If you make clips, especially ones needing subtitles, regularly, and are picky about quality, you should seriously consider paying for an application like Wondershare Video Converter or MacX DVD Ripper Pro. They offer one-stop ripping/clipping/converting and are faster and more flexible than the free options discussed above.
Now, how to get your clips into the classroom? Here are your chief options, from best to worst:
1. Screen them directly from your computer if you have a video dongle/audio input setup available.
2. If you can’t use your own computer but have access to a classroom AV console with a computer, play them from a USB drive. If you teach film or media and don’t already own a 32GB or larger USB drive, you should get one.
3. If you have only a TV/DVD system to work with, burn your clips to a video DVDR that is playable in a standard DVD player.
The third option is worst, because a clips DVD is: a time-consuming pain to create; harder to navigate for close analysis and discussion; and otherwise more restrictive and onerous. Many older standalone DVD players (such as those still in use in college classrooms) do not play burned DVDRs with any consistency.
It’s also getting increasingly difficult, at least for Mac users, to make clips discs, because new Macs no longer ship with iDVD. A freeware alternative to iDVD is a program called Burn, but in my experience it has trouble combining clips with different aspect ratios. (For PCs, Posner suggests BurnAware or ImgBurn.)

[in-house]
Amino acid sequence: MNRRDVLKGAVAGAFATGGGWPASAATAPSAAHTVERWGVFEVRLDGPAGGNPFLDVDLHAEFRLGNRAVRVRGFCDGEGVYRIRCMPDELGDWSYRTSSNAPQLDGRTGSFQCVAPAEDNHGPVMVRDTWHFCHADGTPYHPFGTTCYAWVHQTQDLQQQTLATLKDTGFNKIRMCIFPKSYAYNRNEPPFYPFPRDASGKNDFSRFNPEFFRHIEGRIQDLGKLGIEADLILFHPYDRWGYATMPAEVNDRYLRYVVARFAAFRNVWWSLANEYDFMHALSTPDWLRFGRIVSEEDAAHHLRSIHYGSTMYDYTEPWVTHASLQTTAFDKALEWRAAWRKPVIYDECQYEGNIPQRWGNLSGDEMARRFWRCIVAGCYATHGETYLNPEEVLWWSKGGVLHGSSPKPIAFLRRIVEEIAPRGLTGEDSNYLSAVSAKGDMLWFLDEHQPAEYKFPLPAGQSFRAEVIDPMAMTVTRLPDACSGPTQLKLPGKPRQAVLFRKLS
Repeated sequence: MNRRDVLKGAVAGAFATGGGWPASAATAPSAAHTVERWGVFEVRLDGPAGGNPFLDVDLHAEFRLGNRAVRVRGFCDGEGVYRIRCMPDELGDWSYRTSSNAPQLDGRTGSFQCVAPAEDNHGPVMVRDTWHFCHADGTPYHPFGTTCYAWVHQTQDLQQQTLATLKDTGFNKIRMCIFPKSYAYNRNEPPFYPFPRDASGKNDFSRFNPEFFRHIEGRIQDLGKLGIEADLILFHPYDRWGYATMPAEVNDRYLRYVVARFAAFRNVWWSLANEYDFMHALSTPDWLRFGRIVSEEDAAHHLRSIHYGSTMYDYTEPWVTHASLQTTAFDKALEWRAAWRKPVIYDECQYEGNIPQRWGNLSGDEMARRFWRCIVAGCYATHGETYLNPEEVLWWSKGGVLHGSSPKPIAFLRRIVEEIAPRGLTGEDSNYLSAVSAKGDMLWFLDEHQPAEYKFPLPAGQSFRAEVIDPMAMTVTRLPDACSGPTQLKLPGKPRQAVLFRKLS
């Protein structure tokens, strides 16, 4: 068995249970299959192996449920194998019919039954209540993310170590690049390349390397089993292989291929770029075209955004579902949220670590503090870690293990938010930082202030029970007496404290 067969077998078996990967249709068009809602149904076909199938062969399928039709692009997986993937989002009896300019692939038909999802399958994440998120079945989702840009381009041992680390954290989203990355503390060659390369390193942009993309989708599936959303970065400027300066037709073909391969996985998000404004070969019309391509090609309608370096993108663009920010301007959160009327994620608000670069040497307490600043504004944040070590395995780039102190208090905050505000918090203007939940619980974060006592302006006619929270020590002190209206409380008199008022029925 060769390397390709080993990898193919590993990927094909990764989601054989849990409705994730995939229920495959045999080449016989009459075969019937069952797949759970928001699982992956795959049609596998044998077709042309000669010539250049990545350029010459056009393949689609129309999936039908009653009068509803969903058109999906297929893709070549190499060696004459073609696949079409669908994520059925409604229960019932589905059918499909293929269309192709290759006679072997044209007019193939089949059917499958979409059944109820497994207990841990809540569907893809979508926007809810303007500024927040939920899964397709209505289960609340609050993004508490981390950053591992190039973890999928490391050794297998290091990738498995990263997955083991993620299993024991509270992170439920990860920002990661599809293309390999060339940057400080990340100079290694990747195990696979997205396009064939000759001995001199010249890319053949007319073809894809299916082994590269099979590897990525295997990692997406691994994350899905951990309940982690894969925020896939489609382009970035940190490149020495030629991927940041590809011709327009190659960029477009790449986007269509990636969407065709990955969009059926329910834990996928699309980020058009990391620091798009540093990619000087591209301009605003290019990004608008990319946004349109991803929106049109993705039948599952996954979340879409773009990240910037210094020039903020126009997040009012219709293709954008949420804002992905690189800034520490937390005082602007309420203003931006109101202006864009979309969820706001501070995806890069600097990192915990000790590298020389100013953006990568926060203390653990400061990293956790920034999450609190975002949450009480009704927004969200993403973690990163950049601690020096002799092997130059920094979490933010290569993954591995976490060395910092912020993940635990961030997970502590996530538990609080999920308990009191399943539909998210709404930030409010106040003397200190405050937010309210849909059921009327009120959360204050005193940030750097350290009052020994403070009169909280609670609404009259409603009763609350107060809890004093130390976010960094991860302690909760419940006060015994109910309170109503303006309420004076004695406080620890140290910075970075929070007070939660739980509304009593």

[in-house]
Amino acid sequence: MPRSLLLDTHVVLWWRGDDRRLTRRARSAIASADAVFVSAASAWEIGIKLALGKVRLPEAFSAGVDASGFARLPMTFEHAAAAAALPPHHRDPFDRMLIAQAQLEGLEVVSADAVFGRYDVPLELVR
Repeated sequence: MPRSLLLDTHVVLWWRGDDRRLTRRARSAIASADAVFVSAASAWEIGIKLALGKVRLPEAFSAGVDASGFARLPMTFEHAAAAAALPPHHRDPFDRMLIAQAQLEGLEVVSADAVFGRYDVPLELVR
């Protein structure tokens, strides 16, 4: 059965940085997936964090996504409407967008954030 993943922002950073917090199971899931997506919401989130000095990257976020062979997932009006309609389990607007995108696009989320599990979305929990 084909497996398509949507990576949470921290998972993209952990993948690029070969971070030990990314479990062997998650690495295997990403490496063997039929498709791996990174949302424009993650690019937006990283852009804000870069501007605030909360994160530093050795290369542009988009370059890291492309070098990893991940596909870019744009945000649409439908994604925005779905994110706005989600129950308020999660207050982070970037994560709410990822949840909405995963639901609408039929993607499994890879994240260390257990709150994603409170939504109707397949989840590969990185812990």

The Future of Clip-making and DVDs
I’m wary of the much-touted decline of physical media and concurrent rise of cloud storage and access, as these phenomena stand to restrict our ability to manipulate media for teaching or analysis. Streaming and cloud-based media are more difficult to capture and make clips from. When you can make clips from streaming media, the quality is often significantly worse than clips made from a DVD of the same work. Streaming media can be yanked from the consumer any time (remember “Streamageddon“?). The films and shows for which you can obtain “official” digital copies in proprietary online “vaults” represent a mere fraction of all the media you might wish to draw on for your teaching. Apple is among the most aggressive proponents of the cloud, and its computers no longer ship with optical disc drives. But it remains crucial for film and media instructors to own a functioning DVD drive – and to encourage their universities to continue building DVD libraries.
But what about media only available via streaming services – for instance, the rare television programs hosted at the Paley Center’s “iMedia” online archive? Well, the Copyright Office grants fair-use excerpting privileges not just for “motion pictures on DVDs” but also for those “distributed by online services.” This clause seems to open the door for some legal circumventing of proprietary streaming software like Silverlight. But that’s a subject for another Teach Hacks …